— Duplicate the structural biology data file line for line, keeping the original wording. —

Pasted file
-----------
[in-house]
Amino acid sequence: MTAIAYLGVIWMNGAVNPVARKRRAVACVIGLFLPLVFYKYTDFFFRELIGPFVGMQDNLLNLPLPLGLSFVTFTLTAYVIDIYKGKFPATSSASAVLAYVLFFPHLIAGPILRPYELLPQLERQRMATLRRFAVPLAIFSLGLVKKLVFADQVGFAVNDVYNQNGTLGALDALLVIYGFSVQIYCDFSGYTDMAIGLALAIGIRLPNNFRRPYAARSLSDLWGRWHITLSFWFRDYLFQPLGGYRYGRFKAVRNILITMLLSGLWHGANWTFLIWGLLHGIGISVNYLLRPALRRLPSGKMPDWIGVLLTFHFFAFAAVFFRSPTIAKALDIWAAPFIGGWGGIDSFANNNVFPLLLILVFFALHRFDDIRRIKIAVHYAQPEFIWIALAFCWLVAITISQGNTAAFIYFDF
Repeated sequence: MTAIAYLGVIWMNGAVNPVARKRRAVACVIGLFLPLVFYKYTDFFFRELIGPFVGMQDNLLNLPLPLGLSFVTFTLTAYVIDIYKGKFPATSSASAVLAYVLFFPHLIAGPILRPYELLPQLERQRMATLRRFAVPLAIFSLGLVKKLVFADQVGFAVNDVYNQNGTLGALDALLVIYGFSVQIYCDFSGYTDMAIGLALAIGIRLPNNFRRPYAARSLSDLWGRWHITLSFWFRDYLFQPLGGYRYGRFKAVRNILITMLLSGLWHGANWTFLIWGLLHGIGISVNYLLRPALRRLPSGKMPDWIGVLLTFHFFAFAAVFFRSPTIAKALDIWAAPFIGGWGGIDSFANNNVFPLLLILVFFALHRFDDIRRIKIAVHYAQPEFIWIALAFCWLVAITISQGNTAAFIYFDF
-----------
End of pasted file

[in-house]
Amino acid sequence: MTAIAYLGVIWMNGAVNPVARKRRAVACVIGLFLPLVFYKYTDFFFRELIGPFVGMQDNLLNLPLPLGLSFVTFTLTAYVIDIYKGKFPATSSASAVLAYVLFFPHLIAGPILRPYELLPQLERQRMATLRRFAVPLAIFSLGLVKKLVFADQVGFAVNDVYNQNGTLGALDALLVIYGFSVQIYCDFSGYTDMAIGLALAIGIRLPNNFRRPYAARSLSDLWGRWHITLSFWFRDYLFQPLGGYRYGRFKAVRNILITMLLSGLWHGANWTFLIWGLLHGIGISVNYLLRPALRRLPSGKMPDWIGVLLTFHFFAFAAVFFRSPTIAKALDIWAAPFIGGWGGIDSFANNNVFPLLLILVFFALHRFDDIRRIKIAVHYAQPEFIWIALAFCWLVAITISQGNTAAFIYFDF
Repeated sequence: MTAIAYLGVIWMNGAVNPVARKRRAVACVIGLFLPLVFYKYTDFFFRELIGPFVGMQDNLLNLPLPLGLSFVTFTLTAYVIDIYKGKFPATSSASAVLAYVLFFPHLIAGPILRPYELLPQLERQRMATLRRFAVPLAIFSLGLVKKLVFADQVGFAVNDVYNQNGTLGALDALLVIYGFSVQIYCDFSGYTDMAIGLALAIGIRLPNNFRRPYAARSLSDLWGRWHITLSFWFRDYLFQPLGGYRYGRFKAVRNILITMLLSGLWHGANWTFLIWGLLHGIGISVNYLLRPALRRLPSGKMPDWIGVLLTFHFFAFAAVFFRSPTIAKALDIWAAPFIGGWGGIDSFANNNVFPLLLILVFFALHRFDDIRRIKIAVHYAQPEFIWIALAFCWLVAITISQGNTAAFIYFDF